This attitude of optimism in hardship is reflected amongst immigrant parents from many countries who have overcome difficult circumstances to provide better opportunities for their children. In my own life, I have internalised a strong belief in the character-building role of hardship and resilience, and the rewards of hard-work, and I have these values to thank for my academic and extracurricular successes so far. When I am homesick or doubtful of the decision I made to move from Sydney to Melbourne to live and study (albeit a far easier experience of my own volition), I marvel at my mother and the sent-down youths, who had no experience with hard manual labour, and who didn’t know if they would ever return home. Though she misses me, my mother never complains about my distance. She understands, more than most, a young person’s desire to seek out adventure and independence and to make it on their terms.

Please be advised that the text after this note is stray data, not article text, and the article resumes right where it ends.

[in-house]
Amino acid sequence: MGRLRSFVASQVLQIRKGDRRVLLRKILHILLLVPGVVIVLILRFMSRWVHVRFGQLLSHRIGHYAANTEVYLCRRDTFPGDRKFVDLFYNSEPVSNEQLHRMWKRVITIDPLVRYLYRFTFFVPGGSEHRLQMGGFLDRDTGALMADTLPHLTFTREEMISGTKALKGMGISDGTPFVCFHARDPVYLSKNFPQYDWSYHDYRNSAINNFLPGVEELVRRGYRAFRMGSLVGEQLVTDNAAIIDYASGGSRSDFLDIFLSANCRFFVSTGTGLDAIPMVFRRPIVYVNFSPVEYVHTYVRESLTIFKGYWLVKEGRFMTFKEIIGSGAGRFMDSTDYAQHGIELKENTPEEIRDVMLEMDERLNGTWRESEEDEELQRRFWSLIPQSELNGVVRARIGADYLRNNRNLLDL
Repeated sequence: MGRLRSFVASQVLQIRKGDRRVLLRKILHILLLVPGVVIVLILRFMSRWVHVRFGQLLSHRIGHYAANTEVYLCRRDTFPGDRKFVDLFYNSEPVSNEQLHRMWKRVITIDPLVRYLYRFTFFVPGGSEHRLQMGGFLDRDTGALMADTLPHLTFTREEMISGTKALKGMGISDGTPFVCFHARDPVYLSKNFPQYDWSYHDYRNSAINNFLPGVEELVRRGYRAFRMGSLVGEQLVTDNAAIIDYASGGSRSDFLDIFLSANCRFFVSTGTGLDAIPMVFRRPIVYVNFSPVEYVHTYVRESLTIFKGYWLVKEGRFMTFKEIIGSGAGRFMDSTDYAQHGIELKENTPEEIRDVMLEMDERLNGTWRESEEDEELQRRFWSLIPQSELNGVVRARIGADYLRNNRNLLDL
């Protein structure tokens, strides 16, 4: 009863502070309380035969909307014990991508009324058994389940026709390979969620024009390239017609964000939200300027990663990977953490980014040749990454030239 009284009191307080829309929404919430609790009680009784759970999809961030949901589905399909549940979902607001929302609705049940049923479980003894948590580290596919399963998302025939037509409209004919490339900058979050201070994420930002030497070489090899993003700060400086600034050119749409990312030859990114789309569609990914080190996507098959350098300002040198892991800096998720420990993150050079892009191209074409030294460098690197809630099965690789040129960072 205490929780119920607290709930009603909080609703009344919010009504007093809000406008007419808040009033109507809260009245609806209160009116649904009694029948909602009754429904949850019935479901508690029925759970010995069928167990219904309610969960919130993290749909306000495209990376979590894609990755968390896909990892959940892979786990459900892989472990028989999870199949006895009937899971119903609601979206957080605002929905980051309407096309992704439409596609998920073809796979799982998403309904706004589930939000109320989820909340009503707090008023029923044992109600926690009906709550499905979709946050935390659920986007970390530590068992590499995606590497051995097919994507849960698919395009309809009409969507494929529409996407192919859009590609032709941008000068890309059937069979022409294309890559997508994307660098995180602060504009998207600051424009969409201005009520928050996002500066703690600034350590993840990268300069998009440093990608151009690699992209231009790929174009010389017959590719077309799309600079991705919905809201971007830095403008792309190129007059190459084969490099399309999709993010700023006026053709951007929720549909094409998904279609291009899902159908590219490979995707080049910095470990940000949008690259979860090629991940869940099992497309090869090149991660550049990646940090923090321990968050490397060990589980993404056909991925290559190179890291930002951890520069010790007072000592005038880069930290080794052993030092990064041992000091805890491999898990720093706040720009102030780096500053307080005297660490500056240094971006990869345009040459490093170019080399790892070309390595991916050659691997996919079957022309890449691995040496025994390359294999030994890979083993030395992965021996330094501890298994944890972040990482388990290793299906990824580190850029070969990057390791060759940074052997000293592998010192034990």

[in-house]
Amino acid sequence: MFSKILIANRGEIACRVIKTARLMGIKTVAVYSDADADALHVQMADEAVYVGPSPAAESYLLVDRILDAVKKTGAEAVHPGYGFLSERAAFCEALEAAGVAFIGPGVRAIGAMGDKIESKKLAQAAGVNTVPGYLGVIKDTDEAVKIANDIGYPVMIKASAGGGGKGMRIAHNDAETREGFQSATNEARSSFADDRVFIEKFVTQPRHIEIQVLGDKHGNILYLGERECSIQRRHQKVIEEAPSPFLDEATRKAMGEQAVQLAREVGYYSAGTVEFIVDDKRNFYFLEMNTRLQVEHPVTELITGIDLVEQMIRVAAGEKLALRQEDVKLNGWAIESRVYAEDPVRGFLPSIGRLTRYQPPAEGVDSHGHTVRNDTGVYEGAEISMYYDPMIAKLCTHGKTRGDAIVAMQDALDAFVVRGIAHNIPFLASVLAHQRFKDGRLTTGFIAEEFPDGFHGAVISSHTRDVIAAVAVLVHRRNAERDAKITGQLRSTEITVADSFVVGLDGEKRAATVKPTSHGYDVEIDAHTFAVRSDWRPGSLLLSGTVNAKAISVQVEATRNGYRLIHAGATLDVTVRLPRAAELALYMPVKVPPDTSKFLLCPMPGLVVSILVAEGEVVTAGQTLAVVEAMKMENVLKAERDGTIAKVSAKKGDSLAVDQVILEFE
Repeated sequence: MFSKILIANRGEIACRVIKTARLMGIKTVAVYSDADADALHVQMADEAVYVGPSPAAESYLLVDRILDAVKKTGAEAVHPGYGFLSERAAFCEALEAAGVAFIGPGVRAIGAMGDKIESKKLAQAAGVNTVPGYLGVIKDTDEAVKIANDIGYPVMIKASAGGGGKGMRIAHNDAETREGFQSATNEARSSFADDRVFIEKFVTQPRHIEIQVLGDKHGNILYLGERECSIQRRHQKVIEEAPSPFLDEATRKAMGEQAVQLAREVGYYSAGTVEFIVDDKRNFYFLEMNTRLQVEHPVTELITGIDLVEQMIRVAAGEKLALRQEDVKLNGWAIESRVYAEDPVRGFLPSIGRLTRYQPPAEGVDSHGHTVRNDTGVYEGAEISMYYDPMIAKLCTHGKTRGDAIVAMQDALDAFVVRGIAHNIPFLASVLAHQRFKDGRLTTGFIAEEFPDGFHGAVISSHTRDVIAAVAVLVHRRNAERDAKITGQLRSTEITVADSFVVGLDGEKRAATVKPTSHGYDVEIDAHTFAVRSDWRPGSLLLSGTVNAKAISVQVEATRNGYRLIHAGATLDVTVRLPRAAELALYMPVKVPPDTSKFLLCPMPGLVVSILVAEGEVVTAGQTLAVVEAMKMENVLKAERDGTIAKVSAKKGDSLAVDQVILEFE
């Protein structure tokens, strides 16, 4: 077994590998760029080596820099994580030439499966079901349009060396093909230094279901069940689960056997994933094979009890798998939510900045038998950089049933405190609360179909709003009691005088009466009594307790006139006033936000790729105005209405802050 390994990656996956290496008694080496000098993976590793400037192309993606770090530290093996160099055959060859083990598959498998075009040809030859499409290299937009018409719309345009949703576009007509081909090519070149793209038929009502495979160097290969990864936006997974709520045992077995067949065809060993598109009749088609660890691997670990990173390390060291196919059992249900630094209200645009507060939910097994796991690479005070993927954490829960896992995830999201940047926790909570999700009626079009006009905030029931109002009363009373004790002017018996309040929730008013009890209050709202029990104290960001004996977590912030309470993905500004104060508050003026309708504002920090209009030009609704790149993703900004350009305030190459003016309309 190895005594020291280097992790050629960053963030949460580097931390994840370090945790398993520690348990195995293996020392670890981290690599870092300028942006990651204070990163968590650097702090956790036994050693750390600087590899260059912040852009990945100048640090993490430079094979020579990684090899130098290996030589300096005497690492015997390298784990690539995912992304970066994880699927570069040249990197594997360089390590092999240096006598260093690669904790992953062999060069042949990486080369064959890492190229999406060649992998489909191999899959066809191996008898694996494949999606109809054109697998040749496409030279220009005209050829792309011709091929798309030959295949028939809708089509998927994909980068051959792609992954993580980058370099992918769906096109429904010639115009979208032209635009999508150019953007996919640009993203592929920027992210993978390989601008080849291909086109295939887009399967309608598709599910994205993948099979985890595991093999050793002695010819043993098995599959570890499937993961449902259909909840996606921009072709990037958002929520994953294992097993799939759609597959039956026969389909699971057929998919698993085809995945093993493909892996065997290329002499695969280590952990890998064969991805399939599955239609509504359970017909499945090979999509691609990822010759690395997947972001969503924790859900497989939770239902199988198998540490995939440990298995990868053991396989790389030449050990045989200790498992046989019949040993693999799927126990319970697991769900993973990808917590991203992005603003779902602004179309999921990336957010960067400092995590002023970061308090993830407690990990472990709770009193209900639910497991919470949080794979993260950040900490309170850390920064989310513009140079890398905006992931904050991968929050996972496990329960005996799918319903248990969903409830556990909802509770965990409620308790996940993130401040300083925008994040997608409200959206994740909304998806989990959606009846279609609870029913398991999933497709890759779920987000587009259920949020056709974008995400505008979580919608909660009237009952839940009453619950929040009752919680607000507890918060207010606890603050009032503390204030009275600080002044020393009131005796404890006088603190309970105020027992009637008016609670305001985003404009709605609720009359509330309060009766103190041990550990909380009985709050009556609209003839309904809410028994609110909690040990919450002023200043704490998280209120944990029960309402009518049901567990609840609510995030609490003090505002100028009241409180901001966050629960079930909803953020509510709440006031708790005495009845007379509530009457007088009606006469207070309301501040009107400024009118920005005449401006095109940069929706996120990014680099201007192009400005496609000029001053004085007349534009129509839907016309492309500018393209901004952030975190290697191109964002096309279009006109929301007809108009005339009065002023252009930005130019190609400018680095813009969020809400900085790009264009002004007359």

1Yihong Pan, “Review: China’s Sent-Down Generation: Public Administration and the Legacies of Mao’s Rustication Program by Helena K. Rene.” China Review Journal 20 (2013), http://www.jstor.org/stable/43818395
2 Yihong, “Review.” 179.
3 Jia Du, in conversation with Nicole Moore, phone correspondence, May 10, 2017.
4 C. Buckley, “Cultural Revolution Shaped Xi Jinping, From Schoolboy to Survivor,” The New York Times, September 24, 2015.
5 K. Hillie, “China’s ‘sent down’ youth.” Financial Times, September 20, 2013.
6 Du, conversation.
7 Yihong, “Review.” 179
- Buckley, C. “Cultural Revolution Shaped Xi Jinping, From Schoolboy to Survivor.” The New York Times, September 24, 2015. https://www.nytimes.com/2015/09/25/world/asia/xi-jinping-china-cultural-revolution.html?_r=0
- Dikotter, F. “Mao’s Great Leap to Famine.” The New York Times, December 15, 2010. http://www.nytimes.com/2010/12/16/opinion/16iht-eddikotter16.html
- Hillie, K. “China’s ‘sent-down’ youth.” Financial Times, September 20, 2013. https://www.ft.com/content/3d2ba75c-1fdf-11e3-8861-00144feab7de
- Pan, Yihong. “Review: China’s Sent-Down Generation: Public Administration and the Legacies of Mao’s Rustication Program by Helena K. Rene.” China Review Journal 20 (2013). http://www.jstor.org/stable/43818395
- Rene, Helena. China’s Sent Down Generation: Public Administration and the Legacies of Mao’s Rustication Program. Washington: Georgetown University Press, 2013.